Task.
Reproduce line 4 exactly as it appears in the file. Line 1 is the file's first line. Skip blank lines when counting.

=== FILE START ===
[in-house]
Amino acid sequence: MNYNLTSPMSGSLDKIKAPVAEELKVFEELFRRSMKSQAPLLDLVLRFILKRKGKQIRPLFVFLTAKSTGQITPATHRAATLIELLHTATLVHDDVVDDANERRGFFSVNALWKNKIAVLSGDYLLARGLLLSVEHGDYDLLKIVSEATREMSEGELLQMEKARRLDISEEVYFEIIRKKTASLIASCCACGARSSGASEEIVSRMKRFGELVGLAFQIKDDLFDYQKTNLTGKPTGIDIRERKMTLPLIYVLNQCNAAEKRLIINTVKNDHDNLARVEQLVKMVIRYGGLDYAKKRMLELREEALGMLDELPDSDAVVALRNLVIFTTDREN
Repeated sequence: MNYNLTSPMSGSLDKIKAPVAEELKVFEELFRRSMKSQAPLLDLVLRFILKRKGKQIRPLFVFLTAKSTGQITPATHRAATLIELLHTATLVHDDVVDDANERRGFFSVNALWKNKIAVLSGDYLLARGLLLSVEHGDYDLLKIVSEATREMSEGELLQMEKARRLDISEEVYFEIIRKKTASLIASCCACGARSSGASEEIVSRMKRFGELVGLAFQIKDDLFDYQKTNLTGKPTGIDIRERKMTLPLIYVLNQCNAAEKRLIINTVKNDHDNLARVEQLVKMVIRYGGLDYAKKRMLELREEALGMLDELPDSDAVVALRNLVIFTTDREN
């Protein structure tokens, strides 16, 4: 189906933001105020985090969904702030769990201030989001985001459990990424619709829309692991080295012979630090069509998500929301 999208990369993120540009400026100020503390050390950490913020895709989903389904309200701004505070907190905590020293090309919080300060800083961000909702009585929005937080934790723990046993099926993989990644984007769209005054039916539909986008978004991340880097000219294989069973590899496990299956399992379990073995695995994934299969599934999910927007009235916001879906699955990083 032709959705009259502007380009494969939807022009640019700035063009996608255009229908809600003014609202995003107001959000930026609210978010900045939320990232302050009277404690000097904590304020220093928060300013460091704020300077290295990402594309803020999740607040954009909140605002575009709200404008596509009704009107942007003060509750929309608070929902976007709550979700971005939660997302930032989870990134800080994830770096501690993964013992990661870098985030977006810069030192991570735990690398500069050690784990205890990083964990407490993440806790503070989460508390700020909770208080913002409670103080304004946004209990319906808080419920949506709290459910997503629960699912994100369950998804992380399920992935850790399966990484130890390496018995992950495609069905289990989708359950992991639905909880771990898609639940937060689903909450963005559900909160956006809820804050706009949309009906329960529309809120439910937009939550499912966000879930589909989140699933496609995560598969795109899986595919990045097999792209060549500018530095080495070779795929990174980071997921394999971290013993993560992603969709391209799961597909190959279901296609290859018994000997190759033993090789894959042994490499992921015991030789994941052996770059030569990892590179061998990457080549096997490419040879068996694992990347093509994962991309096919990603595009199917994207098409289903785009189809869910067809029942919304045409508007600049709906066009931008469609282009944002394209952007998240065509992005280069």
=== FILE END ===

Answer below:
């Protein structure tokens, strides 16, 4: 189906933001105020985090969904702030769990201030989001985001459990990424619709829309692991080295012979630090069509998500929301 999208990369993120540009400026100020503390050390950490913020895709989903389904309200701004505070907190905590020293090309919080300060800083961000909702009585929005937080934790723990046993099926993989990644984007769209005054039916539909986008978004991340880097000219294989069973590899496990299956399992379990073995695995994934299969599934999910927007009235916001879906699955990083 032709959705009259502007380009494969939807022009640019700035063009996608255009229908809600003014609202995003107001959000930026609210978010900045939320990232302050009277404690000097904590304020220093928060300013460091704020300077290295990402594309803020999740607040954009909140605002575009709200404008596509009704009107942007003060509750929309608070929902976007709550979700971005939660997302930032989870990134800080994830770096501690993964013992990661870098985030977006810069030192991570735990690398500069050690784990205890990083964990407490993440806790503070989460508390700020909770208080913002409670103080304004946004209990319906808080419920949506709290459910997503629960699912994100369950998804992380399920992935850790399966990484130890390496018995992950495609069905289990989708359950992991639905909880771990898609639940937060689903909450963005559900909160956006809820804050706009949309009906329960529309809120439910937009939550499912966000879930589909989140699933496609995560598969795109899986595919990045097999792209060549500018530095080495070779795929990174980071997921394999971290013993993560992603969709391209799961597909190959279901296609290859018994000997190759033993090789894959042994490499992921015991030789994941052996770059030569990892590179061998990457080549096997490419040879068996694992990347093509994962991309096919990603595009199917994207098409289903785009189809869910067809029942919304045409508007600049709906066009931008469609282009944002394209952007998240065509992005280069």